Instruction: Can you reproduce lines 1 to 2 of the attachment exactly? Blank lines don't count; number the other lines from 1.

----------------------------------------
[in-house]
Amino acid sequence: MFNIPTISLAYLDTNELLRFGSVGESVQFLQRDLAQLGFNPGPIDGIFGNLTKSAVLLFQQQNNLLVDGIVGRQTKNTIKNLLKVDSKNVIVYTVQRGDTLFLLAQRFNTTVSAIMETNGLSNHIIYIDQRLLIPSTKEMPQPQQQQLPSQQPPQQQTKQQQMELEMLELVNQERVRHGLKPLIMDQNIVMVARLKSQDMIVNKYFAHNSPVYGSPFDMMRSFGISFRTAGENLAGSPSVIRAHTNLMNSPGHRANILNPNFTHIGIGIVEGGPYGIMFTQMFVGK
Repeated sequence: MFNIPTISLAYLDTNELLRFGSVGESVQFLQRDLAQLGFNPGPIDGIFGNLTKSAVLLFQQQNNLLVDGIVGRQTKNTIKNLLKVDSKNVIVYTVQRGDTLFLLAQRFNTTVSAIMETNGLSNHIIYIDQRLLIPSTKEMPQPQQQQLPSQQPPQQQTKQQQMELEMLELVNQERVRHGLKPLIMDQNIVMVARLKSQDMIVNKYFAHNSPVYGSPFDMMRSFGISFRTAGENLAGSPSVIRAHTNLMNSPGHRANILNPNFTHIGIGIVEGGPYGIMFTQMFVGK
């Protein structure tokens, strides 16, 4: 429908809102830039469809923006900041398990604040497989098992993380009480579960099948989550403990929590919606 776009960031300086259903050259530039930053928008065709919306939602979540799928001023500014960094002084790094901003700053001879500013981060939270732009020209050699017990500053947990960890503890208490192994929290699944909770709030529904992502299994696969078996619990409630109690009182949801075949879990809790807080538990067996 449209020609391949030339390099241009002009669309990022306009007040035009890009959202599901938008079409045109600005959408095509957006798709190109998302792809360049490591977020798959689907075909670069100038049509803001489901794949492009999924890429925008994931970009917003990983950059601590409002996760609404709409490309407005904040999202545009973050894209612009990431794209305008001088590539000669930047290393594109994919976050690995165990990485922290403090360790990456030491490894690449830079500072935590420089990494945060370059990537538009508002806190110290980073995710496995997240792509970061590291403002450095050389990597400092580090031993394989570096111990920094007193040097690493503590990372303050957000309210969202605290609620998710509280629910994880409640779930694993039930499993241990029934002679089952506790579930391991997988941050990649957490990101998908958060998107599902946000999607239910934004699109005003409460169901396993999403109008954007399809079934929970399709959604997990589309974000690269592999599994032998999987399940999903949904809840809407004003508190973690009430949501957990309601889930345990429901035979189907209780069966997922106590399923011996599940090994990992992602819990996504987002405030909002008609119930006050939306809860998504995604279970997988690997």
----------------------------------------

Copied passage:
[in-house]
Amino acid sequence: MFNIPTISLAYLDTNELLRFGSVGESVQFLQRDLAQLGFNPGPIDGIFGNLTKSAVLLFQQQNNLLVDGIVGRQTKNTIKNLLKVDSKNVIVYTVQRGDTLFLLAQRFNTTVSAIMETNGLSNHIIYIDQRLLIPSTKEMPQPQQQQLPSQQPPQQQTKQQQMELEMLELVNQERVRHGLKPLIMDQNIVMVARLKSQDMIVNKYFAHNSPVYGSPFDMMRSFGISFRTAGENLAGSPSVIRAHTNLMNSPGHRANILNPNFTHIGIGIVEGGPYGIMFTQMFVGK